Saturday, March 8, 2014
By Deirdre Fleming firstname.lastname@example.org
SOUTH PORTLAND - Like many cherished family traditions, the one started by the Hubbard family 17 years ago has caught on with people outside their clan.
Host Carl Hubbard checks in on Jim and Carol Allen of South Portland on Thursday during the 17th annual Thanksgiving dinner held at VFW Post 832 in South Portland.
Photos by Derek Davis/Staff Photographer
Jeremy Cormier of Auburn feeds his 14-month-old son, Ashton, on Thursday during the 17th annual Thanksgiving dinner. VFW Post 832 in South Portland was decked out like a restaurant for the event, with volunteers serving the guests.
Even the volunteers who helped Debi and Carl Hubbard serve up Thanksgiving dinner to hundreds of guests at the Veterans of Foreign Wars Hall on Thursday say the annual event has become a treasured part of the holiday.
"It's all they've ever known for Thanksgiving," said South Portland police Officer Jim Fahey, referring to his 14-year-old twin daughters, Dianne and Kayla Fahey, who have been joining their dad at the event since they were newborns.
When they were 5, the girls pushed brooms around the dining hall. On Thursday, they were serving up food to many of the 200-plus guests.
"This is different. But we have our own different tradition. We look forward to helping, and meeting people we don't know," Kayla Fahey said.
Aided in the operation by their friend Judy Levesque of Westbrook, the Hubbards prepare and serve a home-cooked meal donated by their employers -- Evergreen Credit Union and Nextel Energy -- as well as the South Portland Police Department and local businesses.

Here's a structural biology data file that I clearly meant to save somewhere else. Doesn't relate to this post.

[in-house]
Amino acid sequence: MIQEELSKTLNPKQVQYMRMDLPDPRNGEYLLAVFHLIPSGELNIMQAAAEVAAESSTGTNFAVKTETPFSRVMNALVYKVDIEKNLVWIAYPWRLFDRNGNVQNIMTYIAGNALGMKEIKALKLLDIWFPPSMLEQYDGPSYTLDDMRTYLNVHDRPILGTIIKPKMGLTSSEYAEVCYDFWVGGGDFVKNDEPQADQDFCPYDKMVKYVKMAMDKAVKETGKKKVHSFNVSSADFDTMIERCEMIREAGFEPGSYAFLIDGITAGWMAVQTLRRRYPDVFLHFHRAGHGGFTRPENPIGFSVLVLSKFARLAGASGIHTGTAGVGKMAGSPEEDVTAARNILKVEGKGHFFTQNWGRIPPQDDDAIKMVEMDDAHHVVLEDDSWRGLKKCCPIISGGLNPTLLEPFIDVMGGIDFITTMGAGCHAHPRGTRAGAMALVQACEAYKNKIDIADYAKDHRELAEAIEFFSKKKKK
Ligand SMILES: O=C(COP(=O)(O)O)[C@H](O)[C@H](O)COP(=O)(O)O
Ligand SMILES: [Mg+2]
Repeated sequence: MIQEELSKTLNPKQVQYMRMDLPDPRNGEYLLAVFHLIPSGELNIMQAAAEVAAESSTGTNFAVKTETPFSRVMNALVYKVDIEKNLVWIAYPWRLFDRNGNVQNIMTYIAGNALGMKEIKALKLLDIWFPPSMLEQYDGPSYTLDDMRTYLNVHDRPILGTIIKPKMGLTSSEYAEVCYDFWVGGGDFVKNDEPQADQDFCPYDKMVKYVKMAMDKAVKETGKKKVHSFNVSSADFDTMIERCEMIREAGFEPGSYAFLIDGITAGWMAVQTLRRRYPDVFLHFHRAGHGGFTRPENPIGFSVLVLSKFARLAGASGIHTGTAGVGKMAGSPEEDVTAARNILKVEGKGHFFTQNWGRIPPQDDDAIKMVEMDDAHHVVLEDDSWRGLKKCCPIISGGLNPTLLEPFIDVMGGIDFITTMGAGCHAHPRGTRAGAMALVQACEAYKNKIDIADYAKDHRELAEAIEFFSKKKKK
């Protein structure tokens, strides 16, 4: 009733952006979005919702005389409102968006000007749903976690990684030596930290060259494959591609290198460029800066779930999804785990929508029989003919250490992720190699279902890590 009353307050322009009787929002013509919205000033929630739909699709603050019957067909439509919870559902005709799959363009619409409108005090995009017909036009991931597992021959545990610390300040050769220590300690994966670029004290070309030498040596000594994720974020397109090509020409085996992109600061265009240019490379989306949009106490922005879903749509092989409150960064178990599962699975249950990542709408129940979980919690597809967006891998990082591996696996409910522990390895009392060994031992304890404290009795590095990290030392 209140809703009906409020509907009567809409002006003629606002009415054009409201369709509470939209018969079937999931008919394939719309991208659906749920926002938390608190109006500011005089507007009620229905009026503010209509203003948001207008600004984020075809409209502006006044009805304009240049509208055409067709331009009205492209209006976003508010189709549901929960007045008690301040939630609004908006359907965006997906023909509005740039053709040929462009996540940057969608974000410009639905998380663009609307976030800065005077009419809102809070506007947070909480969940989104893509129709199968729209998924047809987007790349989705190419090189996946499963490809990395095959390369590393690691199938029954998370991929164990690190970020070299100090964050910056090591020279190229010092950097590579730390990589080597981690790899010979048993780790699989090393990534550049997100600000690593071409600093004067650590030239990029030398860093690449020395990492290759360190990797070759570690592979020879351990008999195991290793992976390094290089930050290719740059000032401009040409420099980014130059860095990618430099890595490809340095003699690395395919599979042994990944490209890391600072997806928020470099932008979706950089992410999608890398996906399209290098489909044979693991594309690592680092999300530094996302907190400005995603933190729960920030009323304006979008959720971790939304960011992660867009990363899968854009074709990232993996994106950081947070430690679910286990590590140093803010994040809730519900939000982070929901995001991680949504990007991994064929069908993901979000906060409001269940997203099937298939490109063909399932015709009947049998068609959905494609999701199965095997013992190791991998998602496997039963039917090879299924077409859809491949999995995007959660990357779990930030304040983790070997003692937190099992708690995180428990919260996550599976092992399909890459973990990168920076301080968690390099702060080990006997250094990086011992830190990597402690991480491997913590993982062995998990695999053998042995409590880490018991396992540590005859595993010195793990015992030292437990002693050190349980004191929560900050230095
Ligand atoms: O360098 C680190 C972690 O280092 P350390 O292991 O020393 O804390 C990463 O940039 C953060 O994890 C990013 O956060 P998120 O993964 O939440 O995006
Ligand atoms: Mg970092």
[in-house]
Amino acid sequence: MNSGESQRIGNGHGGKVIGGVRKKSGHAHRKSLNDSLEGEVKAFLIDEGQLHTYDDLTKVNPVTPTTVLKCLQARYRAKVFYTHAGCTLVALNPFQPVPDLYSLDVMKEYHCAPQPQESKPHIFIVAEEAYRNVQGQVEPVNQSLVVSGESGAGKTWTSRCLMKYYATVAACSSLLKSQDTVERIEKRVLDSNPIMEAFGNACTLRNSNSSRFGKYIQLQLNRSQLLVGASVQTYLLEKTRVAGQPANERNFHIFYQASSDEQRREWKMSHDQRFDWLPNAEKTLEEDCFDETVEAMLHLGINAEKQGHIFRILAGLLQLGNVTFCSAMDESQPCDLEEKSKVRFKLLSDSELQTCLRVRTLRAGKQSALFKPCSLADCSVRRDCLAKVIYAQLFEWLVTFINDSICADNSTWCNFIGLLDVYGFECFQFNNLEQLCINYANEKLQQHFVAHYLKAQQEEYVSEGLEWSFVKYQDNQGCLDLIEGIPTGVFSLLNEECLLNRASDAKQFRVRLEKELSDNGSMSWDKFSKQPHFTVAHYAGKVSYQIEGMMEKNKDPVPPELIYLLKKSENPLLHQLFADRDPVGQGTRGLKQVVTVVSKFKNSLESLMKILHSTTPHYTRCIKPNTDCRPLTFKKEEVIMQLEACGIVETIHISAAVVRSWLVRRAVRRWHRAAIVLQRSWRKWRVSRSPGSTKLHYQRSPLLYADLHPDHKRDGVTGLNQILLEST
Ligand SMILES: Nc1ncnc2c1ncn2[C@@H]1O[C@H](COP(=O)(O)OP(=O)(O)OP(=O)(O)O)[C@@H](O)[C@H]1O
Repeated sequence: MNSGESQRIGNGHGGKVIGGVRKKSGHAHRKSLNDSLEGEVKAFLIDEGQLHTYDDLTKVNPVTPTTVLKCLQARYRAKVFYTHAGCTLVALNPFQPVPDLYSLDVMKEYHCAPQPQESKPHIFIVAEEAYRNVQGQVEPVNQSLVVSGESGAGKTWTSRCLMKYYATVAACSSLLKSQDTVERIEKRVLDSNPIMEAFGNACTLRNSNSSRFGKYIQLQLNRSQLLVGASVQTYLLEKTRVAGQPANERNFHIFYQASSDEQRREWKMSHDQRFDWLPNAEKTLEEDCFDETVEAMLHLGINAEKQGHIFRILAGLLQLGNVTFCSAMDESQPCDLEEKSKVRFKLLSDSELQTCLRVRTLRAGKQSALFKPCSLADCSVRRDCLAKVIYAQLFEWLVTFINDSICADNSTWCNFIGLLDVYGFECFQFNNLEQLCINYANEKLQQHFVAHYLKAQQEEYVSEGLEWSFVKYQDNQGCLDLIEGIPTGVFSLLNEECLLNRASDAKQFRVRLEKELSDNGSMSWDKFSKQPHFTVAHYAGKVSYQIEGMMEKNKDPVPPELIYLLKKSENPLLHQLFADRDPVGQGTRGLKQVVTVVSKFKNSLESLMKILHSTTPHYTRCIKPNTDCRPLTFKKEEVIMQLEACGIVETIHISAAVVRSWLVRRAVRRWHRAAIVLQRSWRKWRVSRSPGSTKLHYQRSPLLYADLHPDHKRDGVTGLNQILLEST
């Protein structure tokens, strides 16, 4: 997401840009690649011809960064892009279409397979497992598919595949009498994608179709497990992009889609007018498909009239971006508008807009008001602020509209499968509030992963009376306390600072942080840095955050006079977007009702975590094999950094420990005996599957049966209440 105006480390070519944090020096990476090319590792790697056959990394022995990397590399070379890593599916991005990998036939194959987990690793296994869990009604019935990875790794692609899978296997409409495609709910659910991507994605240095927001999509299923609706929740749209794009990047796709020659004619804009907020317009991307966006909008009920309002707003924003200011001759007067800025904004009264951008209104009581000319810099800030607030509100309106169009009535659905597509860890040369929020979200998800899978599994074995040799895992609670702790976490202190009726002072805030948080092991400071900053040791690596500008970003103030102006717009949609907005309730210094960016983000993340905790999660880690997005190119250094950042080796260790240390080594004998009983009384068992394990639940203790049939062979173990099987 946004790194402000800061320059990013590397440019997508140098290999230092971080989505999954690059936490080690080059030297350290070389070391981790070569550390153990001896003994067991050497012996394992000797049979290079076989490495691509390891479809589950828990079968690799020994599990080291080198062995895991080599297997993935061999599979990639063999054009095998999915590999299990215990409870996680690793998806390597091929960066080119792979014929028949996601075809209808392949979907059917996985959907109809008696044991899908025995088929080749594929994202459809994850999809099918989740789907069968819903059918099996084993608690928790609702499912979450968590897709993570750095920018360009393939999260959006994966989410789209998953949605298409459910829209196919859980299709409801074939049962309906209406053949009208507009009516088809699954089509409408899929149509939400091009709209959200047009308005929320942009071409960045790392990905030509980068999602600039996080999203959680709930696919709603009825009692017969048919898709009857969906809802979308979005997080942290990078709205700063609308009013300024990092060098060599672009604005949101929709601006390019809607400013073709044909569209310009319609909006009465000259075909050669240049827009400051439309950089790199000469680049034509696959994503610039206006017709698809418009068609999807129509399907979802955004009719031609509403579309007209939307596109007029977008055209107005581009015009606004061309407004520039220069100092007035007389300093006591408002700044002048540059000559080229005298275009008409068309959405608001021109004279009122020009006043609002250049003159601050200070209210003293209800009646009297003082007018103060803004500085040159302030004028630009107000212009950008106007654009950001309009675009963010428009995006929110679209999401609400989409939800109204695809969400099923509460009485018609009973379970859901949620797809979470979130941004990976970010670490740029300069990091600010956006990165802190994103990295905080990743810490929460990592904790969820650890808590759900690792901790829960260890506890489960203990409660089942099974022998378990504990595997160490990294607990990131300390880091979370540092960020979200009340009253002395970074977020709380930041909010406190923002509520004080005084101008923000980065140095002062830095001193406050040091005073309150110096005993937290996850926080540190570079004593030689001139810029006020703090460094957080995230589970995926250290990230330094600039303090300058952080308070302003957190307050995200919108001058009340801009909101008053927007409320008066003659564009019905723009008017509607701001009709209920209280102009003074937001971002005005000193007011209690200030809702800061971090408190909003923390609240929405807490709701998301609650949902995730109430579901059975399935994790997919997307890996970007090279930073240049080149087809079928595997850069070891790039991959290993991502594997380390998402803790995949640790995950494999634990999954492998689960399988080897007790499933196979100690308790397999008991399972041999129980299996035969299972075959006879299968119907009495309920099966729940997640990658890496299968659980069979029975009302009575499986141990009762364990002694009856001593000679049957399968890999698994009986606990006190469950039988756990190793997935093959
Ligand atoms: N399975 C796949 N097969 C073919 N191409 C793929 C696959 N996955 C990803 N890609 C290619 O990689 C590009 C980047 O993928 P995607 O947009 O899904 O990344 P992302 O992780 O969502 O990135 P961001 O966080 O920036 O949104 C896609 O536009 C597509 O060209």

The whole thing "had an odd start," Debi Hubbard admitted. "I was so tired of having to go to two sets of parents' houses and disappointing (whichever house we didn't go to). I said, 'Let's start feeding people who wouldn't have somewhere to go.' We've been doing it ever since."
"I can't explain what it means to me," she said. "This is better than Christmas. It just makes me beam."
Thursday's feast included 24 cooked turkeys, mountains of mashed potatoes and more than 30 homemade pies displayed on a dessert table.
And who turns out to dig in? The homeless, many in need, many others just looking for company on the holiday. A school bus, donated for the occasion and driven by a volunteer, collected guests from local homeless shelters as well as homes for seniors.
The guests say the distinctive South Portland tradition doesn't strike them so much as a charity event; it's more like a gathering of neighbors.
Carol and Stan Reynolds of Westbrook, for instance, first came three years ago. They've returned each year to meet new people and share in the festive atmosphere.
"We come for the company. We talk of going to (a similar event) in Portland, but we can't get away from this place. We're both veterans. This is like going home," said Carol Reynolds, 74, who served in the Army.
Others new to the gathering were impressed Thursday by the family-style seating arrangement in the hall, which was decked out like an elegant restaurant, with friendly volunteers serving the guests.
"I like what they have done," said Thelma Hiscock of Auburn, who volunteered at the event along with her young family. "Rather than a line, they have people sit down to dinner. We wanted to help however we can," she said. "We'll definitely come back and do it again."
Staff Writer Deirdre Fleming can be contacted at 791-6452 or at:
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Joe Pono of Bath waits as his wife, Marlene, makes up a dinner to go Thursday at the 17th annual Thanksgiving dinner in South Portland. Joe’s sister, Debi Hubbard, started the traditional feast to feed “people who wouldn’t have somewhere to go.”